Article I “Legislative Courts” – have administrative, quasi-legislative, and judicial duties used for the express purpose of helping to administer specific congressional statutes

CONSTITUTIONAL COURTS
AND LEGISLATIVE COURTS:

     The Judiciary Act of 1789 established the three levels of the federal court system in existence today. Periodically, however, Congress has exercised its power, based on Article III and Article I of the Constitution, to create other federal courts.  Courts established under Article III are known as constitutional courts and those created under Article I are called legislative courts.  The Supreme Court, courts of appealsfederal district courts, and the Court of International Trade are constitutional courts

Legislative Courts:
“Article I Courts”

     Legislative courts, unlike their constitutional counterparts, often have administrative and quasi-legislative as well as judicial duties.  Another difference is that legislative courts are often created for the express purpose of helping to administer a specific congressional statute.  Constitutional courts, on the other hand, are tribunals established to handle litigation.

     Finally, the constitutional and legislative courts vary in their degree of independence from the other two branches of government.  Article III (constitutional court) judges serve during a period of good behavior, or what amounts to life tenure.  Because Article I (legislative court) judges have no constitutional guarantee of good-behavior tenure, Congress may set specific terms of office for them.  In sum, the constitutional courts have a greater degree of independence from the other two branches of government than the legislative courts.

U.S. Court of Appeals for the Armed Forces – worldwide appellate jurisdiction over members of the armed forces on active duty and other persons subject to the Uniform Code of Military Justice.

U.S. Court of Appeals for Veterans Claims – reviews Board of Veterans’ Appeals decisions appealed by claimants who believe the Board erred in its decision.

U.S. Tax Court – a trial court to expeditiously resolve disputes between taxpayers and the Internal Revenue Service.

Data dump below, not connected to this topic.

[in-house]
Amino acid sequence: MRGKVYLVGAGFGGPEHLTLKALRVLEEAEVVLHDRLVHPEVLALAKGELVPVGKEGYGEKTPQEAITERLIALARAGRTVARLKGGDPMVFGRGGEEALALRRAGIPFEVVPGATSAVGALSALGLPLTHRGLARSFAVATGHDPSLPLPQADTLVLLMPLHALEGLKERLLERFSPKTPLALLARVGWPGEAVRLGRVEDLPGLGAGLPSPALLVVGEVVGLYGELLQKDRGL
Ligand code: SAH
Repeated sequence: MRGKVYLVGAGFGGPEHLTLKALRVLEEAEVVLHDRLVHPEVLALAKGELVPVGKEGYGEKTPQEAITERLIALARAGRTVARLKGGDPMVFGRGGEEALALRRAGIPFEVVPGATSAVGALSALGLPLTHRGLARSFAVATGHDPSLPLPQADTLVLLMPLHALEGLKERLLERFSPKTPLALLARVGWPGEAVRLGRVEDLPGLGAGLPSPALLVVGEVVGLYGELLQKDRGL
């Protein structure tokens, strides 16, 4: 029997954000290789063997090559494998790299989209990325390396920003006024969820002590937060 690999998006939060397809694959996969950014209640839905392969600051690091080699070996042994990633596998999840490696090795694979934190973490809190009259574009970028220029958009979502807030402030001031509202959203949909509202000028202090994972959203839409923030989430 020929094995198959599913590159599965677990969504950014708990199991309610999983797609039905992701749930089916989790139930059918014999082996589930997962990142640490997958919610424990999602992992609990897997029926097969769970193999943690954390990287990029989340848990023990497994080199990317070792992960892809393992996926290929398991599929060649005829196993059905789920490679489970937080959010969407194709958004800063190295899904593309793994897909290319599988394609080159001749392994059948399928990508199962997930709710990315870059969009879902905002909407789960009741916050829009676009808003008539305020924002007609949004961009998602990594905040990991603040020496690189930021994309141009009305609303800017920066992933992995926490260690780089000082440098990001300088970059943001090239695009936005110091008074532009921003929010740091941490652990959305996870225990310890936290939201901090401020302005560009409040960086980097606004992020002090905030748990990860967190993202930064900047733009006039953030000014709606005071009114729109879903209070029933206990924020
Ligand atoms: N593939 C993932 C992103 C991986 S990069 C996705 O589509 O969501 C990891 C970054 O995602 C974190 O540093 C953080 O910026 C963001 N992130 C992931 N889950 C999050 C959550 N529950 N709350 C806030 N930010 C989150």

U.S. Court of Federal Claims – a special trial court which deals with most claims for money damages against the U.S. government, and damages related to vaccine compensation.

Court of International Trade – addresses cases involving international trade and customs laws.

Bankruptcy:

     Federal courts have exclusive jurisdiction over bankruptcy cases involving personal, business, or farm bankruptcy.  This means a bankruptcy case cannot be filed in state court.  Through the bankruptcy process, individuals or businesses that can no longer pay their creditors may either seek a court-supervised liquidation of their assets, or they may reorganize their financial affairs and work out a plan to pay their debts. [1] [2]

References:

Disclaimer: All material throughout this website is pertinent to people everywhere, and is being utilized in accordance with Fair Use.

[1]:  IIP Digital website: “History and Organization of the Federal Judicial System” (retrieved 2015): http://iipdigital.usembassy.gov/st/english/publication/2008/05/20080522212957eaifas0.9853327.html#axzz47w7Cx0Fp

[2]: Home pages of each court’s website.

******************************************

Back to All Federal Courts
histories, purposes, and functions

Federal Rules of Civil Procedure Simplified

All Federal Rules of Procedure Simplified

Intro to Law

Like this website?

Please Support Our Fundraiser

or donate via PayPal:

 

Disclaimer: Wild Willpower does not condone the actions of Maximilian Robespierre, however the above quote is excellent!

This website is being broadcast for First Amendment purposes courtesy of

Question(s)?  Suggestion(s)?
Distance@WildWillpower.org.
We look forward to hearing from you!